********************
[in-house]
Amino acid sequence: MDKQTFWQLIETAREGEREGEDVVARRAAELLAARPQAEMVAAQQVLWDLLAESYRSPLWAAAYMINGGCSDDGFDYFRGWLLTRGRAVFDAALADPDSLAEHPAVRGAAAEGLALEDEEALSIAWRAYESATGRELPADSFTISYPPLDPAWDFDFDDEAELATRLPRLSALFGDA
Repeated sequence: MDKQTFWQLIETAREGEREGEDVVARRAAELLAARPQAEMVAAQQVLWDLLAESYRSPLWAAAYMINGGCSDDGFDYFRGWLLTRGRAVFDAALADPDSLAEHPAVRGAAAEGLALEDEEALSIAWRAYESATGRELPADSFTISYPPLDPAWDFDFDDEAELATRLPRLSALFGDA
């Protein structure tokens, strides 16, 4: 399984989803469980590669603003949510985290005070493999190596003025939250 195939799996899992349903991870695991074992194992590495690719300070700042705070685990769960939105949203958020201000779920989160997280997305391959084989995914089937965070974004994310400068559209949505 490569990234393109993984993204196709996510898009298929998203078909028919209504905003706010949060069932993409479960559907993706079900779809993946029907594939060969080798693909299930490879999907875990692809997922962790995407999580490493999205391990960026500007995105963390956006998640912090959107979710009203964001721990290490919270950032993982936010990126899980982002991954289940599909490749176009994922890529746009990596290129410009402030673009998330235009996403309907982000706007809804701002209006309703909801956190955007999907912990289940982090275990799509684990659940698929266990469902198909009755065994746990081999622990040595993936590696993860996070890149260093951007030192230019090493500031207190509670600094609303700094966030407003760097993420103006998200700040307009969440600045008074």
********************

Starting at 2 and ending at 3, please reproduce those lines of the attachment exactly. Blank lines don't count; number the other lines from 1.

Amino acid sequence: MDKQTFWQLIETAREGEREGEDVVARRAAELLAARPQAEMVAAQQVLWDLLAESYRSPLWAAAYMINGGCSDDGFDYFRGWLLTRGRAVFDAALADPDSLAEHPAVRGAAAEGLALEDEEALSIAWRAYESATGRELPADSFTISYPPLDPAWDFDFDDEAELATRLPRLSALFGDA
Repeated sequence: MDKQTFWQLIETAREGEREGEDVVARRAAELLAARPQAEMVAAQQVLWDLLAESYRSPLWAAAYMINGGCSDDGFDYFRGWLLTRGRAVFDAALADPDSLAEHPAVRGAAAEGLALEDEEALSIAWRAYESATGRELPADSFTISYPPLDPAWDFDFDDEAELATRLPRLSALFGDA